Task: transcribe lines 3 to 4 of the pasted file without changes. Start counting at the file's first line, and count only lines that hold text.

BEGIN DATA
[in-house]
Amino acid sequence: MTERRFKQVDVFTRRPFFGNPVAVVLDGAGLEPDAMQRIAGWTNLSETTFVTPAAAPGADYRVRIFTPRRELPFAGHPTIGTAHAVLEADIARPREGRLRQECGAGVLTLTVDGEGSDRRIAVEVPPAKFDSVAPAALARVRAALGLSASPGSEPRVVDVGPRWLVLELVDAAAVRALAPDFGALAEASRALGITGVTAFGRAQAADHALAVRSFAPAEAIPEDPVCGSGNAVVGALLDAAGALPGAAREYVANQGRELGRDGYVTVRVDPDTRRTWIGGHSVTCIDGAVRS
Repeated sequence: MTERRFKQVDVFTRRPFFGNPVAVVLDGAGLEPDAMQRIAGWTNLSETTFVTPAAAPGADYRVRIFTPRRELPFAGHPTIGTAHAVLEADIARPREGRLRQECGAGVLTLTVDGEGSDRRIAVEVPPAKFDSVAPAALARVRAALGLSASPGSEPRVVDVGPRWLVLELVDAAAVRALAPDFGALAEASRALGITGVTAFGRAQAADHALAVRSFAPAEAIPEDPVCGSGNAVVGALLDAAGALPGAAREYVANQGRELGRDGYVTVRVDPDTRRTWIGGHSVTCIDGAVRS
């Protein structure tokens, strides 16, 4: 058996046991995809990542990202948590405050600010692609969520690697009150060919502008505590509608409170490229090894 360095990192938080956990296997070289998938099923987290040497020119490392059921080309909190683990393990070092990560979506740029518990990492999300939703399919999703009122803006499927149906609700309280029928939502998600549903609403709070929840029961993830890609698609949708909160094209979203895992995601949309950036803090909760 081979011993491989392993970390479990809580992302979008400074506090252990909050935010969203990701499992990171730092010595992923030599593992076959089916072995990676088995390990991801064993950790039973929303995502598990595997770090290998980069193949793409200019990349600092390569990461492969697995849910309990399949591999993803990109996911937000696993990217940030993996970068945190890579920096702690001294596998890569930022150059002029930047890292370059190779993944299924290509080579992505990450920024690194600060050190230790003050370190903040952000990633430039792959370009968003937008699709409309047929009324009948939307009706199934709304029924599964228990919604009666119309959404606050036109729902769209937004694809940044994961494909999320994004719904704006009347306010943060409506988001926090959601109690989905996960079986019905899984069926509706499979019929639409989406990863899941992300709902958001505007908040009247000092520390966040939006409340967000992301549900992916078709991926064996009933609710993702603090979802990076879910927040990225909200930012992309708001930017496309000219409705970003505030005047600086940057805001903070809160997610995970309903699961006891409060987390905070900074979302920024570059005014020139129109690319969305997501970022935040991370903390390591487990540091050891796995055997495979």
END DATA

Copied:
Repeated sequence: MTERRFKQVDVFTRRPFFGNPVAVVLDGAGLEPDAMQRIAGWTNLSETTFVTPAAAPGADYRVRIFTPRRELPFAGHPTIGTAHAVLEADIARPREGRLRQECGAGVLTLTVDGEGSDRRIAVEVPPAKFDSVAPAALARVRAALGLSASPGSEPRVVDVGPRWLVLELVDAAAVRALAPDFGALAEASRALGITGVTAFGRAQAADHALAVRSFAPAEAIPEDPVCGSGNAVVGALLDAAGALPGAAREYVANQGRELGRDGYVTVRVDPDTRRTWIGGHSVTCIDGAVRS
């Protein structure tokens, strides 16, 4: 058996046991995809990542990202948590405050600010692609969520690697009150060919502008505590509608409170490229090894 360095990192938080956990296997070289998938099923987290040497020119490392059921080309909190683990393990070092990560979506740029518990990492999300939703399919999703009122803006499927149906609700309280029928939502998600549903609403709070929840029961993830890609698609949708909160094209979203895992995601949309950036803090909760 081979011993491989392993970390479990809580992302979008400074506090252990909050935010969203990701499992990171730092010595992923030599593992076959089916072995990676088995390990991801064993950790039973929303995502598990595997770090290998980069193949793409200019990349600092390569990461492969697995849910309990399949591999993803990109996911937000696993990217940030993996970068945190890579920096702690001294596998890569930022150059002029930047890292370059190779993944299924290509080579992505990450920024690194600060050190230790003050370190903040952000990633430039792959370009968003937008699709409309047929009324009948939307009706199934709304029924599964228990919604009666119309959404606050036109729902769209937004694809940044994961494909999320994004719904704006009347306010943060409506988001926090959601109690989905996960079986019905899984069926509706499979019929639409989406990863899941992300709902958001505007908040009247000092520390966040939006409340967000992301549900992916078709991926064996009933609710993702603090979802990076879910927040990225909200930012992309708001930017496309000219409705970003505030005047600086940057805001903070809160997610995970309903699961006891409060987390905070900074979302920024570059005014020139129109690319969305997501970022935040991370903390390591487990540091050891796995055997495979």